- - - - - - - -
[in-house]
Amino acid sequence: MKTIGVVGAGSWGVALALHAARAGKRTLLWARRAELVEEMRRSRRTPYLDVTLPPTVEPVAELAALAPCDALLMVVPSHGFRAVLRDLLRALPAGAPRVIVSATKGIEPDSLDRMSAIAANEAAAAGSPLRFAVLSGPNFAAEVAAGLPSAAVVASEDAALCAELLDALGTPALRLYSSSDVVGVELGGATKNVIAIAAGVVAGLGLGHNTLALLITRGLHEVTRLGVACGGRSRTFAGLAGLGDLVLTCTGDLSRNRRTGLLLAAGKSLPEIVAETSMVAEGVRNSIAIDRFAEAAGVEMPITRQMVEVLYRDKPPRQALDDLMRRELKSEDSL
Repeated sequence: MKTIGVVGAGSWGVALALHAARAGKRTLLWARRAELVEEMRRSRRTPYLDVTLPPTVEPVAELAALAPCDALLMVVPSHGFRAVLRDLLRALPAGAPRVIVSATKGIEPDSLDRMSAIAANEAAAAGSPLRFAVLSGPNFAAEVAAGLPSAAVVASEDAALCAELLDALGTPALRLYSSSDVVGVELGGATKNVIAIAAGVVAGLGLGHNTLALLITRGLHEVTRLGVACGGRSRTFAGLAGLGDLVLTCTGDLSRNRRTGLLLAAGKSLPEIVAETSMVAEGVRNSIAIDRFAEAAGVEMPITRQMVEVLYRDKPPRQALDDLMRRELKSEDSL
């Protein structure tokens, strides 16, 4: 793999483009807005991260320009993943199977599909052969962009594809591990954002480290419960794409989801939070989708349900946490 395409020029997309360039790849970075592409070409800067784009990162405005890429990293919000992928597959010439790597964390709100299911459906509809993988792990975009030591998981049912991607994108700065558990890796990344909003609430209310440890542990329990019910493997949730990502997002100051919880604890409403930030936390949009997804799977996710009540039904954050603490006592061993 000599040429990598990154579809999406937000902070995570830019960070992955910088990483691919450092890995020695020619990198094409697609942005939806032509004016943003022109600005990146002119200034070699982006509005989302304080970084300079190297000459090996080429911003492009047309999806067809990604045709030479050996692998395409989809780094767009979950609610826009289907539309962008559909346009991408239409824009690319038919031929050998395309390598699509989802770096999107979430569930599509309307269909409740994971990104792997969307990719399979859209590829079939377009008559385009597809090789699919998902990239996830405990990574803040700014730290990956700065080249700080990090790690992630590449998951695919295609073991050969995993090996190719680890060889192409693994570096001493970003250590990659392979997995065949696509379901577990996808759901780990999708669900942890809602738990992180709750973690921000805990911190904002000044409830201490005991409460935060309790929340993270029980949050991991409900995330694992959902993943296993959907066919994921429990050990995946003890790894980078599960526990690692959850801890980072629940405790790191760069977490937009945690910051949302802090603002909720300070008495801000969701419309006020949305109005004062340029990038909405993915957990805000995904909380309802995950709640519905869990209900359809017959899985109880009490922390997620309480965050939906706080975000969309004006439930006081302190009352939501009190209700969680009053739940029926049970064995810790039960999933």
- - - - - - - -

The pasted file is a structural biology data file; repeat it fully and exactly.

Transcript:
[in-house]
Amino acid sequence: MKTIGVVGAGSWGVALALHAARAGKRTLLWARRAELVEEMRRSRRTPYLDVTLPPTVEPVAELAALAPCDALLMVVPSHGFRAVLRDLLRALPAGAPRVIVSATKGIEPDSLDRMSAIAANEAAAAGSPLRFAVLSGPNFAAEVAAGLPSAAVVASEDAALCAELLDALGTPALRLYSSSDVVGVELGGATKNVIAIAAGVVAGLGLGHNTLALLITRGLHEVTRLGVACGGRSRTFAGLAGLGDLVLTCTGDLSRNRRTGLLLAAGKSLPEIVAETSMVAEGVRNSIAIDRFAEAAGVEMPITRQMVEVLYRDKPPRQALDDLMRRELKSEDSL
Repeated sequence: MKTIGVVGAGSWGVALALHAARAGKRTLLWARRAELVEEMRRSRRTPYLDVTLPPTVEPVAELAALAPCDALLMVVPSHGFRAVLRDLLRALPAGAPRVIVSATKGIEPDSLDRMSAIAANEAAAAGSPLRFAVLSGPNFAAEVAAGLPSAAVVASEDAALCAELLDALGTPALRLYSSSDVVGVELGGATKNVIAIAAGVVAGLGLGHNTLALLITRGLHEVTRLGVACGGRSRTFAGLAGLGDLVLTCTGDLSRNRRTGLLLAAGKSLPEIVAETSMVAEGVRNSIAIDRFAEAAGVEMPITRQMVEVLYRDKPPRQALDDLMRRELKSEDSL
């Protein structure tokens, strides 16, 4: 793999483009807005991260320009993943199977599909052969962009594809591990954002480290419960794409989801939070989708349900946490 395409020029997309360039790849970075592409070409800067784009990162405005890429990293919000992928597959010439790597964390709100299911459906509809993988792990975009030591998981049912991607994108700065558990890796990344909003609430209310440890542990329990019910493997949730990502997002100051919880604890409403930030936390949009997804799977996710009540039904954050603490006592061993 000599040429990598990154579809999406937000902070995570830019960070992955910088990483691919450092890995020695020619990198094409697609942005939806032509004016943003022109600005990146002119200034070699982006509005989302304080970084300079190297000459090996080429911003492009047309999806067809990604045709030479050996692998395409989809780094767009979950609610826009289907539309962008559909346009991408239409824009690319038919031929050998395309390598699509989802770096999107979430569930599509309307269909409740994971990104792997969307990719399979859209590829079939377009008559385009597809090789699919998902990239996830405990990574803040700014730290990956700065080249700080990090790690992630590449998951695919295609073991050969995993090996190719680890060889192409693994570096001493970003250590990659392979997995065949696509379901577990996808759901780990999708669900942890809602738990992180709750973690921000805990911190904002000044409830201490005991409460935060309790929340993270029980949050991991409900995330694992959902993943296993959907066919994921429990050990995946003890790894980078599960526990690692959850801890980072629940405790790191760069977490937009945690910051949302802090603002909720300070008495801000969701419309006020949305109005004062340029990038909405993915957990805000995904909380309802995950709640519905869990209900359809017959899985109880009490922390997620309480965050939906706080975000969309004006439930006081302190009352939501009190209700969680009053739940029926049970064995810790039960999933």